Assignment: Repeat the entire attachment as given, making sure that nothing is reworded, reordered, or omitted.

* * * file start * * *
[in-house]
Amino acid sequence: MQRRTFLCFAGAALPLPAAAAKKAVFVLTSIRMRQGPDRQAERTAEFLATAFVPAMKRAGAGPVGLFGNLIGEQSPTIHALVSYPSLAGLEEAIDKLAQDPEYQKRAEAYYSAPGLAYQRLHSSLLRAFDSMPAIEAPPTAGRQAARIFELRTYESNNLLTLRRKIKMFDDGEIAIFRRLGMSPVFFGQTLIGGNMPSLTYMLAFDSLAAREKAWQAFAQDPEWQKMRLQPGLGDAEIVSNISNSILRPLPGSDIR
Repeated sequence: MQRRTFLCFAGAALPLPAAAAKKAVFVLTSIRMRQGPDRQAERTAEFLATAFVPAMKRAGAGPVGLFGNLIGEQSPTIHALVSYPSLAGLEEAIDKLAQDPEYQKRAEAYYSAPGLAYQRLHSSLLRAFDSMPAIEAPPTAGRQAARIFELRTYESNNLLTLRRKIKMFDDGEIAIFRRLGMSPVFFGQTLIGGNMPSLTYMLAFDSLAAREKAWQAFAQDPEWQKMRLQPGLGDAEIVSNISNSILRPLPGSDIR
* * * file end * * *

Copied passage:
[in-house]
Amino acid sequence: MQRRTFLCFAGAALPLPAAAAKKAVFVLTSIRMRQGPDRQAERTAEFLATAFVPAMKRAGAGPVGLFGNLIGEQSPTIHALVSYPSLAGLEEAIDKLAQDPEYQKRAEAYYSAPGLAYQRLHSSLLRAFDSMPAIEAPPTAGRQAARIFELRTYESNNLLTLRRKIKMFDDGEIAIFRRLGMSPVFFGQTLIGGNMPSLTYMLAFDSLAAREKAWQAFAQDPEWQKMRLQPGLGDAEIVSNISNSILRPLPGSDIR
Repeated sequence: MQRRTFLCFAGAALPLPAAAAKKAVFVLTSIRMRQGPDRQAERTAEFLATAFVPAMKRAGAGPVGLFGNLIGEQSPTIHALVSYPSLAGLEEAIDKLAQDPEYQKRAEAYYSAPGLAYQRLHSSLLRAFDSMPAIEAPPTAGRQAARIFELRTYESNNLLTLRRKIKMFDDGEIAIFRRLGMSPVFFGQTLIGGNMPSLTYMLAFDSLAAREKAWQAFAQDPEWQKMRLQPGLGDAEIVSNISNSILRPLPGSDIR